The prospect of yet another take on the Hansel and Gretel fairy tale will probably make you roll your eyes at first. As one of the most popular Brothers Grimm stories, it has been through countless retellings and adaptations for more than two centuries. When you have versions of the tale that range from stoner comedies like Hansel & Gretel Get Baked to the campy ridiculousness of Hansel & Gretel: Witch Hunters- finding a new angle probably seems futile.
With that in mind, director Oz Perkins and writer Rob Hayes opted out of reinventing the wheel. Instead, the two go for an incredibly stylized approach with keeping the plot simple and mostly faithful to the original tale. Gretel & Hansel, so titled due to Gretel being slightly aged up and taking the reins of the protagonist, is not exactly a horror film. There are very little scares to be found here, but in their place is a bleak and foreboding atmosphere. An aura that makes this particular film adaptation one to remember.
Much of this movie plays out exactly as you already know. After the death of their father, hard times fall upon the house of 16-year-old Gretel (Sophia Lillis) and 8-year-old Hansel (Samuel Leakey). Their mother, unable to provide for herself or her children, tells Gretel that she best start digging graves for the three of them. Desperate, the two kids set off into the dark vast woods in search of work. They come upon the pitch-black house of Holda (Alice Krige), a kind old woman who feeds them excessive amounts of food and allows them to stay for an indefinite amount of time. Naturally, Holda gives off an extremely witchy vibe and Gretel’s suspicions of the woman’s intentions grow as mysterious dreams plague her nightly.
Gretel & Hansel is visually striking almost immediately. Every single shot of this film is gorgeous. Cinematographer Galo Olivares makes the woods appear enormous, never-ending, and sufficiently creepy. Observant viewers will notice hooded figures roaming in between the tall dead trees throughout the movie. As Gretel states early on, the big bad world the siblings wander into feels like a gaping mouth; one ready to swallow the two whole at any moment. Fittingly, the forest has never been presented in quite as menacing of a way since Robert Eggers’ The Witch.
However, the endless sea of looming trees pales in comparison to the dark corners of Holda’s house. Halls seem to stretch longer than they should and delicious feasts still manage to look like carrion. There is so much to admire in Olivares’ camerawork. This combined with the impeccable production design of Jeremy Reed achieves a haunting look and atmosphere that matches the best of the horror genre. Gretel, coming to terms with her own womanhood, has dreams and visions so frequently that the line between reality often blurs, giving the film a continuously dreamlike quality. It is totally mesmerizing.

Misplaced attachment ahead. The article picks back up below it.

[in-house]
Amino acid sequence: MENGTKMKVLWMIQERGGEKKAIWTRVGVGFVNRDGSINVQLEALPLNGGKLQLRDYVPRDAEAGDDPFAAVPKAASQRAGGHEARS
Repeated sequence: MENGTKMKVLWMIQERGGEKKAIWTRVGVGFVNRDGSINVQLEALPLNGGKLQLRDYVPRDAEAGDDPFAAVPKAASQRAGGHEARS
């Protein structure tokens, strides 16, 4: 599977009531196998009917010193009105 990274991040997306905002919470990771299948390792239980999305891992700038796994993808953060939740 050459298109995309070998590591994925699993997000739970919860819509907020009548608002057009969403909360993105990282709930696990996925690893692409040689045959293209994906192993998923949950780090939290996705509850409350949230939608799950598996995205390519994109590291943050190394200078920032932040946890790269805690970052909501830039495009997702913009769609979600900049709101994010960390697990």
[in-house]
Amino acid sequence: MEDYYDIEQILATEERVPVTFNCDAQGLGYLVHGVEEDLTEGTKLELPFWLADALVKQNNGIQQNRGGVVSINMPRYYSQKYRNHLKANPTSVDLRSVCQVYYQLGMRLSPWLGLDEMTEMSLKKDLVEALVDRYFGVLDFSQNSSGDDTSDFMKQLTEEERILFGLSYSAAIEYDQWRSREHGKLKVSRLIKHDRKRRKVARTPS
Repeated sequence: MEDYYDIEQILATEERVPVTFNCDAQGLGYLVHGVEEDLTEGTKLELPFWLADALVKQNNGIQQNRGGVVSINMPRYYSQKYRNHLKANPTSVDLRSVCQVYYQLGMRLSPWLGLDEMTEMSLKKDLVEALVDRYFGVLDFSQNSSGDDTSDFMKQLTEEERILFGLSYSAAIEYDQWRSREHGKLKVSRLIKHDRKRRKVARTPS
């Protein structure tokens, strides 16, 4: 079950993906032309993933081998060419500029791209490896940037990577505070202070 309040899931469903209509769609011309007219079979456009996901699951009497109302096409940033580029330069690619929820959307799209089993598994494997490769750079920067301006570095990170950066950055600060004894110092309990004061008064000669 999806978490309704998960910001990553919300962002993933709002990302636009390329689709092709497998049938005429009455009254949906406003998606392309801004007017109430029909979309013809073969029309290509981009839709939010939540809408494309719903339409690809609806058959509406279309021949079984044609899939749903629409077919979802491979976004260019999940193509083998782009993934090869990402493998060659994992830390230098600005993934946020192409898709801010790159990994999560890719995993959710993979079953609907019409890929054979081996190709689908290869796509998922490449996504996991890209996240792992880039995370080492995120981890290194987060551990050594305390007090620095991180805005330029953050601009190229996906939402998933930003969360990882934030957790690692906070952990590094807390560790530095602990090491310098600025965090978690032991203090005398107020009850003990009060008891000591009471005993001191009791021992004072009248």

There are some interesting deviations from the original tale, such as Gretel beginning to develop her own brand of unnatural powers similar to Holda’s. Both Lillis and Krige perfectly capture the tense but curious relationship that their characters have with one another. This is a coming-of-age story for the young woman, one that is filled with dialogue about growth, evolution, and freeing yourself of hindering attachments. It is way more thoughtful and impressive than any horror movie released so early in the year has any business being.
Still, all of the perfect stylized shots in the world cannot make up for dull and plodding pacing. The film moves at a leisurely stroll and much of it reaches a standstill once it reaches the house. We know how this story goes and where it is headed; it is a simple one that can be told in mere minutes. While Gretel & Hansel is by no means a long film (under an hour and a half), it still winds up dragging its feet. The atmospheric experience that Perkins is going for is genuinely fantastic, but it robs the plot and its characters of any sense of urgency.
It is certainly enjoyable to look at, but audiences are likely to get restless or even bored at points. Everything from Gretel & Hansel’s sets, designs, to its performances are at the top of their game- but its story simply is not interesting or gripping enough. The film still definitely has markings of a possible cult classic and genre fans in the mood for a wholly different experience are sure to find lots to enjoy. It stands out among a crowded pool of other adaptations.